The following is not a homework, just curiosity.

Consider the integers grouped by consecutive pairs : $(1,2)$, $(3,4)$, ...

What is the limit of the "switching fractions" where we alternatively use the largest number in a pair either upward or downward :

$$\frac 12, \frac{1\cdot 4}{2 \cdot 3}, \frac{1\cdot 4\cdot 5}{2\cdot 3\cdot 6}, \frac{1\cdot 4\cdot 5\cdot 8}{2\cdot 3\cdot 6\cdot 7},\ldots?$$ A proof as elementary as possible would be nice, if not it could use standard results on prime distribution.

Also, was it considered before? Any reference welcomed.

Edit Numerically we have: $0.5, 0.6666... , 0.5555... , 0.6349206..,0.5714286..,0.6233766...$ More terms would certainly help.

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    $\begingroup$ Did you try computing a few terms and see if the limit approaches anything? See how to ask a good question. $\endgroup$
    – Pedro
    Jan 10, 2023 at 12:53
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    $\begingroup$ The limit seems to be $$ \sqrt \pi \frac{{\Gamma \big( {\frac{3}{4}} \big)}}{{\Gamma\! \left( {\frac{1}{4}} \right)}} = 0.5990701 \ldots $$ You can try using the Weierstrass product. $\endgroup$
    – Gary
    Jan 10, 2023 at 13:00
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    $\begingroup$ @Gary that's just beautiful $\endgroup$ Jan 10, 2023 at 13:00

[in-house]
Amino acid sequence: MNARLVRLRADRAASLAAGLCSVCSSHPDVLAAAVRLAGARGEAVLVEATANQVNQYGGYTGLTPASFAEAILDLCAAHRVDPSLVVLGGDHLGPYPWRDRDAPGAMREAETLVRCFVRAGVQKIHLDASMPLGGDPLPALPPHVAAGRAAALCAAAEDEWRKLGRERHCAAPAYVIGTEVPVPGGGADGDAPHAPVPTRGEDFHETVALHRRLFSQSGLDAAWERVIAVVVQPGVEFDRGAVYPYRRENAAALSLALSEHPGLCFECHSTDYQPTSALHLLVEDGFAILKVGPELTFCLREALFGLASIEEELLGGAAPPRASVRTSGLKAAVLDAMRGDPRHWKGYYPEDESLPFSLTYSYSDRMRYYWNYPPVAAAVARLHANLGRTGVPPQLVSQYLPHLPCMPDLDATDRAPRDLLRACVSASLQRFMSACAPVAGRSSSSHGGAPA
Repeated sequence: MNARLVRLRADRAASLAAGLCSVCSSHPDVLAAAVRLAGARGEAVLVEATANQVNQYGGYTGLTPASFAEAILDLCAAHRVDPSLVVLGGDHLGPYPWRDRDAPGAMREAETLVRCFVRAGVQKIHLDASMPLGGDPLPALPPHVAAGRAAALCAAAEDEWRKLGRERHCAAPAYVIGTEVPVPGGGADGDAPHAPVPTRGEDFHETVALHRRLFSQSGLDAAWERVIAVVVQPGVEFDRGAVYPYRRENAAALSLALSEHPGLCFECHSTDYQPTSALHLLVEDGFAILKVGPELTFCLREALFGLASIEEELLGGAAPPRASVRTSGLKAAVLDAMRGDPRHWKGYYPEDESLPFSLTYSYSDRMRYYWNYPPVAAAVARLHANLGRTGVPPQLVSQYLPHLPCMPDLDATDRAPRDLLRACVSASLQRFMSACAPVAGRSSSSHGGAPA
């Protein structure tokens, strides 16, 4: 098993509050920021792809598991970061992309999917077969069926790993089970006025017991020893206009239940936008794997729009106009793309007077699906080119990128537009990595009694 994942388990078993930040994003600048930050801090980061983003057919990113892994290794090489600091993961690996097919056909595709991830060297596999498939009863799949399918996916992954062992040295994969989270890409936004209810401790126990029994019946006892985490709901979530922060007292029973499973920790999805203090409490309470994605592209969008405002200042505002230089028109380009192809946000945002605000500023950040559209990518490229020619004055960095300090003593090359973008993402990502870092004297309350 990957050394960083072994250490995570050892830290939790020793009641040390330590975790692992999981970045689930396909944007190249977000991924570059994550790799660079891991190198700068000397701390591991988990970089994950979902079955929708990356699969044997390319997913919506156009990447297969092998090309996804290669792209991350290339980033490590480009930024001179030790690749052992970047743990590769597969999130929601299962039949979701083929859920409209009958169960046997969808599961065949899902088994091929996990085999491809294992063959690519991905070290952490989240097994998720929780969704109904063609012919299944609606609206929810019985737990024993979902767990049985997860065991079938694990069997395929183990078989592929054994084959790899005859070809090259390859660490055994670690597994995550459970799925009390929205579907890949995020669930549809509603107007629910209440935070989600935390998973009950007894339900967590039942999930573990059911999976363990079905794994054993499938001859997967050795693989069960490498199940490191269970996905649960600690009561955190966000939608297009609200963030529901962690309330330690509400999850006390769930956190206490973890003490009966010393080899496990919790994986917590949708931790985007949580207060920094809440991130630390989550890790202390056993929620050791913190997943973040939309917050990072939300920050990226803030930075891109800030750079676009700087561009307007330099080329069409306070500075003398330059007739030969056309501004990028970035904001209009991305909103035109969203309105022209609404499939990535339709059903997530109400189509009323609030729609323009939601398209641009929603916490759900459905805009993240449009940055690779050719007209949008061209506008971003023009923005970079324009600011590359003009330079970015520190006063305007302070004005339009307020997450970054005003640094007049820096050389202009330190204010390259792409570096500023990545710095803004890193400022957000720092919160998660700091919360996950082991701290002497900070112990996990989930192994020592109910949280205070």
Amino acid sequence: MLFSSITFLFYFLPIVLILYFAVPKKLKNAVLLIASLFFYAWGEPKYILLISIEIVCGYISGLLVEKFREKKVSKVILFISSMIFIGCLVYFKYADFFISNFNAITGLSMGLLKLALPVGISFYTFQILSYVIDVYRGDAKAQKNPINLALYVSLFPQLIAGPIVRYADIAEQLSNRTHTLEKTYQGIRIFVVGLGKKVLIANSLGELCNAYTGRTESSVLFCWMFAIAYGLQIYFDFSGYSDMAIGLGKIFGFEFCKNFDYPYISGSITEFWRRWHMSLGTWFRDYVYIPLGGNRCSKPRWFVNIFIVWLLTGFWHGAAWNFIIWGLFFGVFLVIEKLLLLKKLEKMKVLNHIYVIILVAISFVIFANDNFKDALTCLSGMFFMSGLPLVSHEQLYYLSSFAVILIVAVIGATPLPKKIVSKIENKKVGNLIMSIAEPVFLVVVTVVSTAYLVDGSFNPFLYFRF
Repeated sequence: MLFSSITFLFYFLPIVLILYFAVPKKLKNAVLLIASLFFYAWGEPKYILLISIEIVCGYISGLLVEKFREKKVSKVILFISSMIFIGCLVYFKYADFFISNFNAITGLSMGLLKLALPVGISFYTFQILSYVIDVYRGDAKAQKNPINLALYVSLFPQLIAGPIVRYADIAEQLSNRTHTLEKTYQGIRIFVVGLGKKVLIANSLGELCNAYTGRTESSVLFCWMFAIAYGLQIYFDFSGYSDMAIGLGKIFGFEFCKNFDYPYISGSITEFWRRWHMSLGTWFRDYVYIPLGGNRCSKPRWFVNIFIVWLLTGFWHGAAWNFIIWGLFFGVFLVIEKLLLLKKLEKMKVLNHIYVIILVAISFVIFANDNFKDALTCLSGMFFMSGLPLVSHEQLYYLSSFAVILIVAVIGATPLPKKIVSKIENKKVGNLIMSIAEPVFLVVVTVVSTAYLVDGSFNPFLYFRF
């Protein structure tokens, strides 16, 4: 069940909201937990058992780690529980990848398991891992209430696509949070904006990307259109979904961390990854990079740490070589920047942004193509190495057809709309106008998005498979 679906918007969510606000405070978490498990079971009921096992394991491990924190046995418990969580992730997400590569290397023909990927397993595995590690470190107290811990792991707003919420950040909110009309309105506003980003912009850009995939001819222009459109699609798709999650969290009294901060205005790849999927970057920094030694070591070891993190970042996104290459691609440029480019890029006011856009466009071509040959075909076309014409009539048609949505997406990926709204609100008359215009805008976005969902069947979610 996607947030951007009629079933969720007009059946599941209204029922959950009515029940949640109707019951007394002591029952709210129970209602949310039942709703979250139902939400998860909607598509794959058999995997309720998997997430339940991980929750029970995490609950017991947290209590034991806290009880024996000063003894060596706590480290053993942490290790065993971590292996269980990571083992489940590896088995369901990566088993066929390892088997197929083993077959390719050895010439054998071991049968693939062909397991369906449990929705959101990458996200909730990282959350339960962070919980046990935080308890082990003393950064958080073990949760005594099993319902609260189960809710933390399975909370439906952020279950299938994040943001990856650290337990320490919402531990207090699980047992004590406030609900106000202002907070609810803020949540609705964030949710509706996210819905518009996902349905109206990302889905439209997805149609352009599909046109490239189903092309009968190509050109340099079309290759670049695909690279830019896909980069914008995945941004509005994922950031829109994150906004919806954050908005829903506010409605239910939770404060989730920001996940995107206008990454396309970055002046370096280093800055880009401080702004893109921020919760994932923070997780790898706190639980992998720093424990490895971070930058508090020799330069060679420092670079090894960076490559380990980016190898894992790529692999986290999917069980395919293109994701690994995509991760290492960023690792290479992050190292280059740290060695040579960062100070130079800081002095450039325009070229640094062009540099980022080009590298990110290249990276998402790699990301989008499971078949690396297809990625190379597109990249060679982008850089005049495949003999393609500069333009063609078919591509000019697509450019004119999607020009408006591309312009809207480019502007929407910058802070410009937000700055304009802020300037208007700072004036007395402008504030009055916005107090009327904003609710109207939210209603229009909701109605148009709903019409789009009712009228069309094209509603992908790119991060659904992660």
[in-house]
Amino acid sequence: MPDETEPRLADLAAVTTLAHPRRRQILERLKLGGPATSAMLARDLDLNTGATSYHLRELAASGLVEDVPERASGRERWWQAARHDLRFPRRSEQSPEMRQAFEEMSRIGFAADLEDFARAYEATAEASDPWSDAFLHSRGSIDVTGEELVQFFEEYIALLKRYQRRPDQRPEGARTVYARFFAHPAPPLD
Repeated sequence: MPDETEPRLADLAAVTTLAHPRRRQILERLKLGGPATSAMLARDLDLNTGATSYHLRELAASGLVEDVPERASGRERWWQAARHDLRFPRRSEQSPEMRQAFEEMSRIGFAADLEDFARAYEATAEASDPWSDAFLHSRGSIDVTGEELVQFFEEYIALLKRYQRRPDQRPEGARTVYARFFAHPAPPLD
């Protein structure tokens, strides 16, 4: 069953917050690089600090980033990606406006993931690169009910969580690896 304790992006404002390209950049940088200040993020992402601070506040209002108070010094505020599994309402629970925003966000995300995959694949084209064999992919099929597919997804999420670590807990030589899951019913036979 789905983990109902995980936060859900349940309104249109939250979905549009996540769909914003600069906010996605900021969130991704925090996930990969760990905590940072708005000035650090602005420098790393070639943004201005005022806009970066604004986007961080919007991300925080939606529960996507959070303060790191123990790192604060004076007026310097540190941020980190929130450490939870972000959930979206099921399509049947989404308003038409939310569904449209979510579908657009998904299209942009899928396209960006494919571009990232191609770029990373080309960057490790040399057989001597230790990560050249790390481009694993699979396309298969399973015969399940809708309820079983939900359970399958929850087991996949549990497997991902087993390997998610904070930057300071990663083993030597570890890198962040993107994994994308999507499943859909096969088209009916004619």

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    $\begingroup$ Taking the logarithm of your sequence, it is easier to see that it actually converges. $\endgroup$
    – Arthur
    Jan 10, 2023 at 13:05
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    $\begingroup$ It is essentially the $5$th result here : en.wikipedia.org/wiki/Lemniscate_constant#Series (Take the reciprocal and divide by $2$.) $\endgroup$
    – Gary
    Jan 10, 2023 at 13:06

1 Answer 1


A more simpler, yet heavier way to look at this is,

A more common series is given by $\dfrac{1}{2}\cdot\dfrac{3}{4}\cdot\dfrac{5}{6}\cdot\ldots=\prod\limits^{n}_{k=1}{\dfrac{2k-1}{2k}}=\dfrac{\left(n-\frac{1}{2}\right)!}{n!\cdot\left(\frac{-1}{2}\right)!}$.

Your problem is slight altered with every alternate term inversed, $\dfrac{1}{2}\cdot\left(\dfrac{3}{4}\right)^{-1}\cdot\dfrac{5}{6}\cdot\left(\dfrac{7}{8}\right)^{-1}\cdot\ldots$

In fact we factor with respect to the inverse power, $$\left(\frac{1}{2}\cdot \frac{5}{6}\cdot\ldots\right)\cdot\left(\frac{3}{4}\cdot\frac{7}{8}\cdot\ldots\right)^{-1}$$

$$=\left(\prod^{n}_{k=1}{\frac{4k-3}{4k-2}}\right)\cdot\left(\prod^{n}_{k=1}{\frac{4k-1}{4k}}\right)^{-1}$$ $$=\left(\frac{\left(n-\frac{1}{4}\right)!}{n!\cdot \left(\frac{-1}{4}\right)!}\right)^{-1}\cdot\frac{\left(n-\frac{3}{4}\right)!\cdot\left(\frac{-1}{2}\right)!}{\left(n-\frac{1}{2}\right)!\cdot\left(\frac{-3}{4}\right)!}$$

Funnily enough, the limit does converge for the above expression ($n\to\infty$); $$\frac{\left(\frac{-1}{4}\right)!\cdot \left(\frac{-1}{2}\right)!}{\left(\frac{-3}{4}\right)!}\approx 0.599195 \text{ as mentioned in answers above}$$

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    $\begingroup$ Nicely elementary! It also suggests variants like $\dfrac{1}{2}\cdot\dfrac{3}{4}\cdot\left(\dfrac{5}{6}\right)^{-1}\cdot\dfrac{7}{8}\cdot\dfrac{9}{10}\cdot\left(\dfrac{11}{12}\right)^{-1}\cdot\ldots$ $\endgroup$ Jan 10, 2023 at 13:56

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